Zion National Park was Originally Named Mukuntuweap National Monument.

Meg Pinsonneault
Dec 9, 2015 · 3 min read
Zion National Park // Photo by Meg Pinsonneault

Zion seems like a fitting name for such a beautiful and breathtaking place — until you learn the origin of its name.

With its red twisting canyons and insane vistas, Zion National Park is one of America’s most popular national parks at over 2.6 million annual visitors. And for good reason. I was utterly blown away and totally intrigued by my first visit to Zion National Park. Truly incredible. And when that happens, I typically start researching the history of the place. In particular to Zion, I wondered how the park got its name. Of course, we all know there’s a heavy Mormon influence in Utah. But what really went down in Zion Canyon? Here’s what I learned.

Before the 1850s, this land belonged to the Southern Paiute Indians. They called it Mukuntuweap, which translates as “straight canyon” or “straight arrow. The name likely refers to Zion’s dramatic canyon walls and famous soaring monoliths created by erosion over millions of years.

But in 1851, Mormon pioneers became the first white settlers in the Virgin River area. by 1858, the Mormon settlement moved into the immediate vicinity of Zion Canyon. Conditions were very harsh, sometimes catastrophic, and Mormon pioneers endured great sacrifice to inhabit the canyon. They successfully tamed this once fearsome wilderness — but at the cost of its original owners.

Zion National Park // Photo by Meg Pinsonneault

After the introduction of European settlers and their aggressive agricultural practices, the Southern Paiute people could no longer hunt or gather natural foods. Although relations between Mormons and Paiutes were fairly peaceful, the Paiute people could no longer sustain their traditional way of life. And due mostly to disease, almost all of the Paiutes died after the Mormons moved into this area. Their numbers dwindled and the surviving Paiutes eventually fled to the south.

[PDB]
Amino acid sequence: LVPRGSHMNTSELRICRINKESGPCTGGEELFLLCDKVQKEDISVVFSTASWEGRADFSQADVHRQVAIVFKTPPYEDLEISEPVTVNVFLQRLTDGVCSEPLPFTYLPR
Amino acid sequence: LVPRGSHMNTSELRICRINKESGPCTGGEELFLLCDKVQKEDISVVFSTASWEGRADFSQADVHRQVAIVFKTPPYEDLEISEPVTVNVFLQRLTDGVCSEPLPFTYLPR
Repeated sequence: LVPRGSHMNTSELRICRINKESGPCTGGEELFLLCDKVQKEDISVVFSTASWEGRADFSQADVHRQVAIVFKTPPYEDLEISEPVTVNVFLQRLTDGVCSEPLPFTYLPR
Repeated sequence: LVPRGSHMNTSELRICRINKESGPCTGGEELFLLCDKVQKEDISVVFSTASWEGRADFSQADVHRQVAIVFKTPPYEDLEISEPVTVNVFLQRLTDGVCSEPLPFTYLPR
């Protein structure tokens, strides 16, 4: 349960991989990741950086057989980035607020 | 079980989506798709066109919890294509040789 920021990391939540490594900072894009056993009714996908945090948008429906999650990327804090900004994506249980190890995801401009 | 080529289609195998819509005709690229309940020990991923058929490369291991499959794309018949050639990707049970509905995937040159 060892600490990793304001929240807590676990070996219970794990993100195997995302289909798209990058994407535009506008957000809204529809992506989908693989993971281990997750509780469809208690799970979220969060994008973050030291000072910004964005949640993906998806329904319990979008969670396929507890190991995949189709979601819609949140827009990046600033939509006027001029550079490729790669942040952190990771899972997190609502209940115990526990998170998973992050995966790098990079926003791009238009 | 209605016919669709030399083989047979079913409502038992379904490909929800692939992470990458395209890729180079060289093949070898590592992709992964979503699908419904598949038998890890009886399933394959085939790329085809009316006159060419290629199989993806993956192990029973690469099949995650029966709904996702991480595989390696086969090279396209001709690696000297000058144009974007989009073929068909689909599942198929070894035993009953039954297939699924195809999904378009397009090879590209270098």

In 1872, explorers and geologists, John Wesley Powell and Grove Karl Gilbert, went on expedition to the Virgin River region and named the canyon Mukuntuweap. Powell, who had created wonderful relationships with Native Americans during his many pioneering expeditions, believed Mukuntuweap to be the only proper and fitting name for this special area.

In the early 1900s, word was getting around about this incredible place. Renowned painter, Frederick S. Dellenbaugh, is credited with bringing wide appeal to Zion Canyon. His paintings attracted a good deal of attention at the 1904 St. Louis World’s Fair — and that was it. The world feel in love.

In 1909, President William Howard Taft officially deemed the area Mukuntuweap National Monument, after the original Paiute name. Local residents were angered and outraged. Mormons everywhere were incredibly insulted. The Church of Jesus Christ of Latter Day Saints complained loudly and viciously against the name for many years.

Zion National Park // Photo by Meg Pinsonneault

The Director of the newly created National Park Service, Stephen Tyner Mather, suffered from periodic bouts disabling depression. In 1918, Mather was in the throws of a tough attack and promoted the Assistant Director of the agency, Horace Albright, to Acting Director in his leave. Albright, arguing that the name “Mukuntuwea” would deter visitors because it was foreign and hard to pronounce, quickly and swiftly altered history and changed the park’s name to Zion National Monument. Mather returned as Acting Director in 1919, but the damage had already been done.

I found this little-known nugget of history to be a little sad. My question is, why can’t we change the name of the park to Zion Mukuntuweap National Park? Because that seems like the only appropriate and fair action to take. I would love to see Obama rename this park in the final year of his administration to honor our Paiute Indian ancestors. What a great parting gift.

Meg Pinsonneault
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